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Done in by the Bard

Cover of Death by Shakespeare:  Sna
A review of Death by Shakespeare: Snakebites, Stabbings, and Broken Hearts by Kathryn Harkup

One was killed by drowning. A few succumbed to grief. At least one fell and broke his neck, while others went by hanging, or in battle, or were stabbed. Some deaths were quite singular—a ‘burning quotidian tertian’, a ‘Malady of France’, a bear’s meal, and even a death from a surfeit of joy. All told, the killer had some 250 victims, not including the nameless souls that died without notice. No, this isn’t some horrid tale of a serial killer run amok, but the casualty list from William Shakespeare’s plays. Some of Shakespeare’s plays are famously more fatal than others—consider the gore fest that is Titus Andronicus—but death is a common recurrence throughout the playwright’s works, even in the supposedly happy romantic comedies and poems. Scientist Kathryn Harkup was curious at the many, many ways to kick the bucket in Shakespeare, and the general role that death played in daily life at the time the works were written. The resulting book, Death by Shakespeare: Snakebites, Stabbings and Broken Hearts, is in some ways similar to the plays Harkup writes about: a little lighthearted, shocking at times, and considerable food for thought.

Harkup has visited literary deaths previously, in her survey of Agatha Christie’s choice of poisons in A Is For Arsenic. While Dame Agatha concentrated on depicting death on the page, Harkup details Shakespeare’s greater challenge of depicting death in front of thousands of paying customers. It was more of a job than modern audiences might appreciate: Harkup notes that Elizabethan audiences would have been very familiar with death, often witnessing everything from natural death at home to violent confrontations in the street and the public executions of criminals. They would have expected convincing death scenes, and Harkup details the means by which stagecraft of the time would have done the job, all while keeping expensive costumes free from too much blood. More particularly, Harkup delves into the possibility of causes of death for some memorable demises. Could Lady Macbeth have actually died from sleeplessness? How hard is it to fall on your sword, as Brutus did? What poison would Romeo have consumed to work within the space of a few lines? And where might Cleopatra have placed her asp to have the endured the least amount of pain (and yes, there’s been an experiment to determine such things)? Harkup presents the science behind the these characters’ final exits, and how that science was or wasn’t understood in Shakespeare’s time. But she also never loses sight of the fact that it was Shakespeare’s language and startling understanding of human psychology that was just as effective in depicting a death as anything that could play out on stage. Lady Constance’s death from grief in the little-known King John seems one of those unbelievable deaths, but her heartfelt words on the death of her son could convince all but the most hard-hearted audience that she could succumb to her sorrow. Harkup wraps up her survey with a list of the plays and their deaths, real or threatened, and provides a solid bibliography for those who wish to dig deeper into individual topics or plays. Death by Shakespeare is a good pick for the casual Shakespeare fan or readers of popular science books. Those with an interest in plays and stagecraft, as well as a very specific look into one aspect of English history, will also find it appealing.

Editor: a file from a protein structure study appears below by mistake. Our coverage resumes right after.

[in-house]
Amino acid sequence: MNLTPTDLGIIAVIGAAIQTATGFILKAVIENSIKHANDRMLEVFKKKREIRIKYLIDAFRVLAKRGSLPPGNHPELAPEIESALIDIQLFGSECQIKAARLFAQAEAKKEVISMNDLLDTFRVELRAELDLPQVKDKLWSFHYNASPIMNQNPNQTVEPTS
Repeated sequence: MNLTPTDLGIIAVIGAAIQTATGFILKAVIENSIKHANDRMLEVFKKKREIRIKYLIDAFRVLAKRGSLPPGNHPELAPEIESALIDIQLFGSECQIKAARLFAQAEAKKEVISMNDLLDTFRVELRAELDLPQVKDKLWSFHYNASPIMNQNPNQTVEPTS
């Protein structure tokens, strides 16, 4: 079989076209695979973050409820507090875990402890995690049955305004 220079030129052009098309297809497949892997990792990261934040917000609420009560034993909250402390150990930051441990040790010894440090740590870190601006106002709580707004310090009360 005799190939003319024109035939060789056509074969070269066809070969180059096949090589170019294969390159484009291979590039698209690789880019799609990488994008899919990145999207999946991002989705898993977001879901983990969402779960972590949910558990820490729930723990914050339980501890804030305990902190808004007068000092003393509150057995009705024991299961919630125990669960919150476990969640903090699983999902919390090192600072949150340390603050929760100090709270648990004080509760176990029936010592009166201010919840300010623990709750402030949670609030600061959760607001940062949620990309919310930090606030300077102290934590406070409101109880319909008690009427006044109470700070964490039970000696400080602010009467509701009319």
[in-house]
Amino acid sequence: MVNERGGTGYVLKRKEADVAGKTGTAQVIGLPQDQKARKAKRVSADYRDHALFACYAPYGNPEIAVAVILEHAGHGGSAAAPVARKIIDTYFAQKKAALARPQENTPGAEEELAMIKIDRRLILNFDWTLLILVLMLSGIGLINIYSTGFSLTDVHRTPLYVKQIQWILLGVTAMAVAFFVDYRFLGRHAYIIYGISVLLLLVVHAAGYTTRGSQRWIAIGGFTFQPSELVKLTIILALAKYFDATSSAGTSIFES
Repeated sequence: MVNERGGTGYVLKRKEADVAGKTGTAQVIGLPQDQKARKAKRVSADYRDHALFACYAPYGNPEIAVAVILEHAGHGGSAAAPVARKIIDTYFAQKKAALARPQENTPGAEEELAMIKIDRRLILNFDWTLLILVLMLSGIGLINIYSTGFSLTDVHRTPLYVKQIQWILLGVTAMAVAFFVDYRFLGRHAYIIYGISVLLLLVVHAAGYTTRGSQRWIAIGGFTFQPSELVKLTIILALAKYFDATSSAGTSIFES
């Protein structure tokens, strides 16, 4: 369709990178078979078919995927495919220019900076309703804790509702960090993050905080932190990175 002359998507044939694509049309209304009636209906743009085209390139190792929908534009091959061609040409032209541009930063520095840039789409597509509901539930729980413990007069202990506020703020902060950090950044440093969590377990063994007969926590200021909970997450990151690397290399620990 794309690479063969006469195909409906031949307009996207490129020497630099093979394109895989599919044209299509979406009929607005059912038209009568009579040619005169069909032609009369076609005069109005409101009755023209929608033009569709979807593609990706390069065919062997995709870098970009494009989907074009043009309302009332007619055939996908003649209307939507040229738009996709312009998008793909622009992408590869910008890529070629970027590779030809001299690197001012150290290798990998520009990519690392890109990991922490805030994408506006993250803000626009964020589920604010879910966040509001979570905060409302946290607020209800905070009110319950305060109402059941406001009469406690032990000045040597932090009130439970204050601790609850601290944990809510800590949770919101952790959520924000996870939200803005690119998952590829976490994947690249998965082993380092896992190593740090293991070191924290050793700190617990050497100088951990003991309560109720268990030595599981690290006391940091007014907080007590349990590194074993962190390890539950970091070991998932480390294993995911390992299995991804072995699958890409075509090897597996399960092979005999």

Sep 26, 2022